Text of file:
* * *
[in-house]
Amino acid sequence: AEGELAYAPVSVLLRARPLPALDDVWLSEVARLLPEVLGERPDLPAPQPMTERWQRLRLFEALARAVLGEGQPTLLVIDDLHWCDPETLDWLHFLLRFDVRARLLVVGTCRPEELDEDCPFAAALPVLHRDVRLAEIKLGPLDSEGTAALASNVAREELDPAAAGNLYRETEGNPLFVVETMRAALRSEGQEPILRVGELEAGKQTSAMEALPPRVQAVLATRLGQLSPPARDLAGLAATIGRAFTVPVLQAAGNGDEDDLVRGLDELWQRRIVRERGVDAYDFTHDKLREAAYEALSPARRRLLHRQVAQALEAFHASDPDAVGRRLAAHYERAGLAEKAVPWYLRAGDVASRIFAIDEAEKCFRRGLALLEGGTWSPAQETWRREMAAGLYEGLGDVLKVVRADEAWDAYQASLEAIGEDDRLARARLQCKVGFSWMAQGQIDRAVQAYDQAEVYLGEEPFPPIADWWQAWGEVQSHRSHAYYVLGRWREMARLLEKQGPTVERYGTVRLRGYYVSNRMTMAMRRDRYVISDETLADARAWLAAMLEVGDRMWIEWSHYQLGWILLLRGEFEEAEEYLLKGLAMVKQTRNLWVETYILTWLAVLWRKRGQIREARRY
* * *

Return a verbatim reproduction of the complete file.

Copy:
[in-house]
Amino acid sequence: AEGELAYAPVSVLLRARPLPALDDVWLSEVARLLPEVLGERPDLPAPQPMTERWQRLRLFEALARAVLGEGQPTLLVIDDLHWCDPETLDWLHFLLRFDVRARLLVVGTCRPEELDEDCPFAAALPVLHRDVRLAEIKLGPLDSEGTAALASNVAREELDPAAAGNLYRETEGNPLFVVETMRAALRSEGQEPILRVGELEAGKQTSAMEALPPRVQAVLATRLGQLSPPARDLAGLAATIGRAFTVPVLQAAGNGDEDDLVRGLDELWQRRIVRERGVDAYDFTHDKLREAAYEALSPARRRLLHRQVAQALEAFHASDPDAVGRRLAAHYERAGLAEKAVPWYLRAGDVASRIFAIDEAEKCFRRGLALLEGGTWSPAQETWRREMAAGLYEGLGDVLKVVRADEAWDAYQASLEAIGEDDRLARARLQCKVGFSWMAQGQIDRAVQAYDQAEVYLGEEPFPPIADWWQAWGEVQSHRSHAYYVLGRWREMARLLEKQGPTVERYGTVRLRGYYVSNRMTMAMRRDRYVISDETLADARAWLAAMLEVGDRMWIEWSHYQLGWILLLRGEFEEAEEYLLKGLAMVKQTRNLWVETYILTWLAVLWRKRGQIREARRY